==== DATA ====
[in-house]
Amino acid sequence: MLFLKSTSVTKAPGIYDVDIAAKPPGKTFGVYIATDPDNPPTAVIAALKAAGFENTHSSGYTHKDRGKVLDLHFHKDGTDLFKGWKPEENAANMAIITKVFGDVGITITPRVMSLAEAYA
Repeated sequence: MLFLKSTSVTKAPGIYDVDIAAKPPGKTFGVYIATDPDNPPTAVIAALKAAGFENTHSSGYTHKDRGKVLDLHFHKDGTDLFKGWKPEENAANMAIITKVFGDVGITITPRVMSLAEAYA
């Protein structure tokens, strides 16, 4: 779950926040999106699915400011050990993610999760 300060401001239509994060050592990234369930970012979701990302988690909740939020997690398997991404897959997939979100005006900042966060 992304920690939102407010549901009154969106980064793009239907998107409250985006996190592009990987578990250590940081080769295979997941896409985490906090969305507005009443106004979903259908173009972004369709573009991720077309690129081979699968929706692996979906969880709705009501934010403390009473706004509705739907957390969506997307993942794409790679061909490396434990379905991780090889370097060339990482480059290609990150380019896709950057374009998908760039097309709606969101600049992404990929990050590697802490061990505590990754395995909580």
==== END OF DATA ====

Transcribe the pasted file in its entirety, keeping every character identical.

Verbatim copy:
[in-house]
Amino acid sequence: MLFLKSTSVTKAPGIYDVDIAAKPPGKTFGVYIATDPDNPPTAVIAALKAAGFENTHSSGYTHKDRGKVLDLHFHKDGTDLFKGWKPEENAANMAIITKVFGDVGITITPRVMSLAEAYA
Repeated sequence: MLFLKSTSVTKAPGIYDVDIAAKPPGKTFGVYIATDPDNPPTAVIAALKAAGFENTHSSGYTHKDRGKVLDLHFHKDGTDLFKGWKPEENAANMAIITKVFGDVGITITPRVMSLAEAYA
């Protein structure tokens, strides 16, 4: 779950926040999106699915400011050990993610999760 300060401001239509994060050592990234369930970012979701990302988690909740939020997690398997991404897959997939979100005006900042966060 992304920690939102407010549901009154969106980064793009239907998107409250985006996190592009990987578990250590940081080769295979997941896409985490906090969305507005009443106004979903259908173009972004369709573009991720077309690129081979699968929706692996979906969880709705009501934010403390009473706004509705739907957390969506997307993942794409790679061909490396434990379905991780090889370097060339990482480059290609990150380019896709950057374009998908760039097309709606969101600049992404990929990050590697802490061990505590990754395995909580």